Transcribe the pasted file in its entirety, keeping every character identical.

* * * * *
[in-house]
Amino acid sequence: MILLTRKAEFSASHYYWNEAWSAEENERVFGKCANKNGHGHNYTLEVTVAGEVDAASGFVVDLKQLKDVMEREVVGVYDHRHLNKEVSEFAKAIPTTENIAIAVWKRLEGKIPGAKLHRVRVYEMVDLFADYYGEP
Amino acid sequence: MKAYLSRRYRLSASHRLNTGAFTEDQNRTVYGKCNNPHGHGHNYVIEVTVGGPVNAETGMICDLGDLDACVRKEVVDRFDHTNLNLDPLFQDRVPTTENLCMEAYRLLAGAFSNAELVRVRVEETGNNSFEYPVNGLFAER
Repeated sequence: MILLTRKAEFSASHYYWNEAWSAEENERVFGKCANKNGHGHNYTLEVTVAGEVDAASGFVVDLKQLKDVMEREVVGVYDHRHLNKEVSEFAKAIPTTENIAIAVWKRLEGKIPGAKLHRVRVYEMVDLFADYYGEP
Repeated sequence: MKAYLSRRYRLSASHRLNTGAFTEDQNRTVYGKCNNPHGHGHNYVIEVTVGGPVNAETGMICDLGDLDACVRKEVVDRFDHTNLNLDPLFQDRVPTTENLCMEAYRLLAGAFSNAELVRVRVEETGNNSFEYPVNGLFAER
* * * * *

[in-house]
Amino acid sequence: MILLTRKAEFSASHYYWNEAWSAEENERVFGKCANKNGHGHNYTLEVTVAGEVDAASGFVVDLKQLKDVMEREVVGVYDHRHLNKEVSEFAKAIPTTENIAIAVWKRLEGKIPGAKLHRVRVYEMVDLFADYYGEP
Amino acid sequence: MKAYLSRRYRLSASHRLNTGAFTEDQNRTVYGKCNNPHGHGHNYVIEVTVGGPVNAETGMICDLGDLDACVRKEVVDRFDHTNLNLDPLFQDRVPTTENLCMEAYRLLAGAFSNAELVRVRVEETGNNSFEYPVNGLFAER
Repeated sequence: MILLTRKAEFSASHYYWNEAWSAEENERVFGKCANKNGHGHNYTLEVTVAGEVDAASGFVVDLKQLKDVMEREVVGVYDHRHLNKEVSEFAKAIPTTENIAIAVWKRLEGKIPGAKLHRVRVYEMVDLFADYYGEP
Repeated sequence: MKAYLSRRYRLSASHRLNTGAFTEDQNRTVYGKCNNPHGHGHNYVIEVTVGGPVNAETGMICDLGDLDACVRKEVVDRFDHTNLNLDPLFQDRVPTTENLCMEAYRLLAGAFSNAELVRVRVEETGNNSFEYPVNGLFAER